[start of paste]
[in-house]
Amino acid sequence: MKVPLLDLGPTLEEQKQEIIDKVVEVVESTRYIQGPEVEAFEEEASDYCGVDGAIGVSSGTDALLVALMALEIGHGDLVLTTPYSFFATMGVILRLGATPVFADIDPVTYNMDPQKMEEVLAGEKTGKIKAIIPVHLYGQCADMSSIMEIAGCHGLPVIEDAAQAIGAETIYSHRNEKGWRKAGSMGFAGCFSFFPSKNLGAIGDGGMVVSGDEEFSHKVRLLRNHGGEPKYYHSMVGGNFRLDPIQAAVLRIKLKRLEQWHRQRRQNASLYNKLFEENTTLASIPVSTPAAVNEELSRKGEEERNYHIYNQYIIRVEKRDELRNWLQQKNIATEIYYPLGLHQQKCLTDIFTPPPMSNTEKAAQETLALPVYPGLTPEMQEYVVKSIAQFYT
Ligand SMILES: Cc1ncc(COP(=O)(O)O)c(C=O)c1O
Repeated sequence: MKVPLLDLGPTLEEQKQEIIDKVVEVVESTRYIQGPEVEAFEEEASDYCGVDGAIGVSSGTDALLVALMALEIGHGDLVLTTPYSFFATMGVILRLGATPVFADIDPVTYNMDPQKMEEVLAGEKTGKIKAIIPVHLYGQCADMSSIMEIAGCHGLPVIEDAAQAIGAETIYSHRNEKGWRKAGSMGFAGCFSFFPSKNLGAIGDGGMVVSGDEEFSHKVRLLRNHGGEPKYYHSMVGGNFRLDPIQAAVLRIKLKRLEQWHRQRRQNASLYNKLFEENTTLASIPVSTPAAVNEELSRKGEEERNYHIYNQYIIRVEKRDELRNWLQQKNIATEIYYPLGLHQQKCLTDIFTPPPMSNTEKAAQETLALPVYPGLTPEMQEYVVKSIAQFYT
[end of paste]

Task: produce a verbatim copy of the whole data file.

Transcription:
[in-house]
Amino acid sequence: MKVPLLDLGPTLEEQKQEIIDKVVEVVESTRYIQGPEVEAFEEEASDYCGVDGAIGVSSGTDALLVALMALEIGHGDLVLTTPYSFFATMGVILRLGATPVFADIDPVTYNMDPQKMEEVLAGEKTGKIKAIIPVHLYGQCADMSSIMEIAGCHGLPVIEDAAQAIGAETIYSHRNEKGWRKAGSMGFAGCFSFFPSKNLGAIGDGGMVVSGDEEFSHKVRLLRNHGGEPKYYHSMVGGNFRLDPIQAAVLRIKLKRLEQWHRQRRQNASLYNKLFEENTTLASIPVSTPAAVNEELSRKGEEERNYHIYNQYIIRVEKRDELRNWLQQKNIATEIYYPLGLHQQKCLTDIFTPPPMSNTEKAAQETLALPVYPGLTPEMQEYVVKSIAQFYT
Ligand SMILES: Cc1ncc(COP(=O)(O)O)c(C=O)c1O
Repeated sequence: MKVPLLDLGPTLEEQKQEIIDKVVEVVESTRYIQGPEVEAFEEEASDYCGVDGAIGVSSGTDALLVALMALEIGHGDLVLTTPYSFFATMGVILRLGATPVFADIDPVTYNMDPQKMEEVLAGEKTGKIKAIIPVHLYGQCADMSSIMEIAGCHGLPVIEDAAQAIGAETIYSHRNEKGWRKAGSMGFAGCFSFFPSKNLGAIGDGGMVVSGDEEFSHKVRLLRNHGGEPKYYHSMVGGNFRLDPIQAAVLRIKLKRLEQWHRQRRQNASLYNKLFEENTTLASIPVSTPAAVNEELSRKGEEERNYHIYNQYIIRVEKRDELRNWLQQKNIATEIYYPLGLHQQKCLTDIFTPPPMSNTEKAAQETLALPVYPGLTPEMQEYVVKSIAQFYT